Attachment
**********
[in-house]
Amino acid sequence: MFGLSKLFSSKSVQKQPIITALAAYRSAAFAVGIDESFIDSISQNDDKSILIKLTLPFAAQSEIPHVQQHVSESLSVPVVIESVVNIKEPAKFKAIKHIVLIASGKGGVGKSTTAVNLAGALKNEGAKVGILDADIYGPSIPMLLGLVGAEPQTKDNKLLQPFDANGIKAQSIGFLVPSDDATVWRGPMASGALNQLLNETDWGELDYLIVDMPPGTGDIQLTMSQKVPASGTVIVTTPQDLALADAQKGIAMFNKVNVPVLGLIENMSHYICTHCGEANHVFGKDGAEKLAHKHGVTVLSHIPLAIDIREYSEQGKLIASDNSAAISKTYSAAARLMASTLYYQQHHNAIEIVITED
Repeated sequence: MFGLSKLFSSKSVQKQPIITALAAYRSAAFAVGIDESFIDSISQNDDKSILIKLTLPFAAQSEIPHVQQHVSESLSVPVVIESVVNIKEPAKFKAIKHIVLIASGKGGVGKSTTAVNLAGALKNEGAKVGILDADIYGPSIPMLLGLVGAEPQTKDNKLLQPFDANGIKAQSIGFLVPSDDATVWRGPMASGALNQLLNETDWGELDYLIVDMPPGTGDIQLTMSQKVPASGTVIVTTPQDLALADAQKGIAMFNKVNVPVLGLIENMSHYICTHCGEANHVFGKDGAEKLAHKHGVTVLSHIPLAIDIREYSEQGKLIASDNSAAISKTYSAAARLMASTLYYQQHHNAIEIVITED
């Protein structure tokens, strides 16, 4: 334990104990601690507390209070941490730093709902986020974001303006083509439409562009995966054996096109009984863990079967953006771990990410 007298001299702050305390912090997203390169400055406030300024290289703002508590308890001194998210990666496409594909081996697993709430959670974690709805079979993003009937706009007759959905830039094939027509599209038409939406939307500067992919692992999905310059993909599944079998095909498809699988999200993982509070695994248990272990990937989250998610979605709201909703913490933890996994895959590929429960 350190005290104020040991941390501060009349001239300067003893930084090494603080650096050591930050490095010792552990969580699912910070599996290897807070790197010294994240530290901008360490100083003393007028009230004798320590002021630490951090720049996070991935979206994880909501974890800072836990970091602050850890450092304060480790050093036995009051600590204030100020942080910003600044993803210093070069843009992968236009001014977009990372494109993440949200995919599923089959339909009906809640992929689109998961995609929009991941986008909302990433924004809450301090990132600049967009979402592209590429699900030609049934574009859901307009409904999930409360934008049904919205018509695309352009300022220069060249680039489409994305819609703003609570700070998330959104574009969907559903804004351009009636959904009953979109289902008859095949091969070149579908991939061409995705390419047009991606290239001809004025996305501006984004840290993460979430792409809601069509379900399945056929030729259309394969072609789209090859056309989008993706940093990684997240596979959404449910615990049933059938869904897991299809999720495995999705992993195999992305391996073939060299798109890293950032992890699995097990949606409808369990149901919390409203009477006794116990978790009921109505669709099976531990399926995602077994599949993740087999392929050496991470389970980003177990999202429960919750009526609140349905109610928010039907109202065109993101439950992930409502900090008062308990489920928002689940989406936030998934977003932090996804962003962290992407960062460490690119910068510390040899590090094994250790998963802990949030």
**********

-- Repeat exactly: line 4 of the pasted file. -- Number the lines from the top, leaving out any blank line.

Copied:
């Protein structure tokens, strides 16, 4: 334990104990601690507390209070941490730093709902986020974001303006083509439409562009995966054996096109009984863990079967953006771990990410 007298001299702050305390912090997203390169400055406030300024290289703002508590308890001194998210990666496409594909081996697993709430959670974690709805079979993003009937706009007759959905830039094939027509599209038409939406939307500067992919692992999905310059993909599944079998095909498809699988999200993982509070695994248990272990990937989250998610979605709201909703913490933890996994895959590929429960 350190005290104020040991941390501060009349001239300067003893930084090494603080650096050591930050490095010792552990969580699912910070599996290897807070790197010294994240530290901008360490100083003393007028009230004798320590002021630490951090720049996070991935979206994880909501974890800072836990970091602050850890450092304060480790050093036995009051600590204030100020942080910003600044993803210093070069843009992968236009001014977009990372494109993440949200995919599923089959339909009906809640992929689109998961995609929009991941986008909302990433924004809450301090990132600049967009979402592209590429699900030609049934574009859901307009409904999930409360934008049904919205018509695309352009300022220069060249680039489409994305819609703003609570700070998330959104574009969907559903804004351009009636959904009953979109289902008859095949091969070149579908991939061409995705390419047009991606290239001809004025996305501006984004840290993460979430792409809601069509379900399945056929030729259309394969072609789209090859056309989008993706940093990684997240596979959404449910615990049933059938869904897991299809999720495995999705992993195999992305391996073939060299798109890293950032992890699995097990949606409808369990149901919390409203009477006794116990978790009921109505669709099976531990399926995602077994599949993740087999392929050496991470389970980003177990999202429960919750009526609140349905109610928010039907109202065109993101439950992930409502900090008062308990489920928002689940989406936030998934977003932090996804962003962290992407960062460490690119910068510390040899590090094994250790998963802990949030």